Digital daze: 73% of adults ‘can’t imagine’ going a full day without looking at a screen

LONDON — From computers and tablets to smartphones and TV sets, nowadays most people’s days consist of staring at one screen and then moving on to the next. As such, a recent poll of 2,000 British adults reports a whopping 73 percent can’t even imagine going a full 24 hours without at least one screen to stare at.

How glued are we to our devices exactly? On average, researchers report adults spend about six hours daily in front of screens.

Consequently, respondents say their eyes are paying the price. Many told researchers they struggle just to keep their eyes open by around 6 p.m. The survey, which was commissioned by Artelac, also reports 41 percent of adults are experiencing dry eyes more frequently ever since the pandemic started.

Interestingly, six in 10 surveyed adults speculate that they stare at more screens while working from home since the pandemic began as opposed to commuting to an office. Back then, at least employees could give their eyes a break by chatting with co-workers or heading to the break room. The average remote worker right now takes just four screen breaks per day (once every two hours) over the course of an eight-hour work day.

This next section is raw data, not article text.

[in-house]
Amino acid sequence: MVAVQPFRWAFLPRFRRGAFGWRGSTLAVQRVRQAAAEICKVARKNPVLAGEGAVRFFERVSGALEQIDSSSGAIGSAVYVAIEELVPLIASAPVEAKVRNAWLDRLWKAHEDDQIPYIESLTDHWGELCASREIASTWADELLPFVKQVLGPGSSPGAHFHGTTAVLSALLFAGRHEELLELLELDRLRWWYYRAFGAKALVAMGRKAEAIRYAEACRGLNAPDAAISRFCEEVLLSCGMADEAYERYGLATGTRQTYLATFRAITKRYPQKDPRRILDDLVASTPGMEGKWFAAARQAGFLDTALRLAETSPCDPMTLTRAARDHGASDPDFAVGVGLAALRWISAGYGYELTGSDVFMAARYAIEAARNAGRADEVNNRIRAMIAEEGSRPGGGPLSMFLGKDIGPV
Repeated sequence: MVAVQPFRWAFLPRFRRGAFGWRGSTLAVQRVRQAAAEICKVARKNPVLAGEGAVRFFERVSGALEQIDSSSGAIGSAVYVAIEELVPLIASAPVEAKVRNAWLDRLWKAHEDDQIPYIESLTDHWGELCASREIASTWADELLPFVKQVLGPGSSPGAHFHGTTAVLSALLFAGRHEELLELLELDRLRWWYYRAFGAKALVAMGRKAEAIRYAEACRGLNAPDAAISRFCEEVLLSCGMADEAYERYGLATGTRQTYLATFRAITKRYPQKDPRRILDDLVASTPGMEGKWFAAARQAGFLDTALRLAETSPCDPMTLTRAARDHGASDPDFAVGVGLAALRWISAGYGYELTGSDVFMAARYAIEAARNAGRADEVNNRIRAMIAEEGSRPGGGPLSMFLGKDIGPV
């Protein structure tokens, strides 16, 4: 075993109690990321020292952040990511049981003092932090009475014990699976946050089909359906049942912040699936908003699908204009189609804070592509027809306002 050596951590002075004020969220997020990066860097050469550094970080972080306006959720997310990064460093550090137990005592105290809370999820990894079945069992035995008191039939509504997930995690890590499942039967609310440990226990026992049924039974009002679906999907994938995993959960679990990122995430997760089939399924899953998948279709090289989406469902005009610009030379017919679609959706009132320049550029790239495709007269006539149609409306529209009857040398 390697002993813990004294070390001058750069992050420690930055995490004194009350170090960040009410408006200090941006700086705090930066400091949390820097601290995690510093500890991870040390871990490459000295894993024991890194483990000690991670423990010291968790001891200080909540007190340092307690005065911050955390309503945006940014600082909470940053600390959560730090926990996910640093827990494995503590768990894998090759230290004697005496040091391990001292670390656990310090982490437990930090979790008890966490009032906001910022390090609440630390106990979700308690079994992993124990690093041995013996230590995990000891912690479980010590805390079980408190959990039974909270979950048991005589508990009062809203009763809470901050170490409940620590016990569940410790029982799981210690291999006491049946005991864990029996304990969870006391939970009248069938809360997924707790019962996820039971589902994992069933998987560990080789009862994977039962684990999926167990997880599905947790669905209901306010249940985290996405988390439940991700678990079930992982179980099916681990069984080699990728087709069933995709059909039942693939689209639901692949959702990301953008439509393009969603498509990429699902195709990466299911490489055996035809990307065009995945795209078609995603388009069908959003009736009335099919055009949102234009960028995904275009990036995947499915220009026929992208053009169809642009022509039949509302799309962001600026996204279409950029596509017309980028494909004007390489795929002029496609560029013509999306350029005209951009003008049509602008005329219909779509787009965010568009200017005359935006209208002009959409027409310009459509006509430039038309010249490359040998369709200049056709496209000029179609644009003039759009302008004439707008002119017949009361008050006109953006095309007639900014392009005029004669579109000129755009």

“We all have busy schedules, and spending more and more time hooked to the screen has left my eyes feeling really tired and stressed recently. Often I’ll be on emails and reading scripts between meetings and presenting work, updating and scrolling through social media or catching up on the news,” says British TV presenter Tess Daly, in a statement. “Screen time is unavoidable these days and I know it can leave my eyes feeling particularly dry – it’s so important we factor in breaks away from our screens throughout the day.”

On a more encouraging note, close to half (45%) say they’re open to and feel “positively” about the idea of a screen break. Another 64 percent admit that they spend far too much time staring at screens. The average respondent estimates that only 47 percent of their screen time is actually spent on productive matters, and 34 percent have started cutting themselves off from screens each night around 9 p.m.

The survey was conducted by OnePoll.

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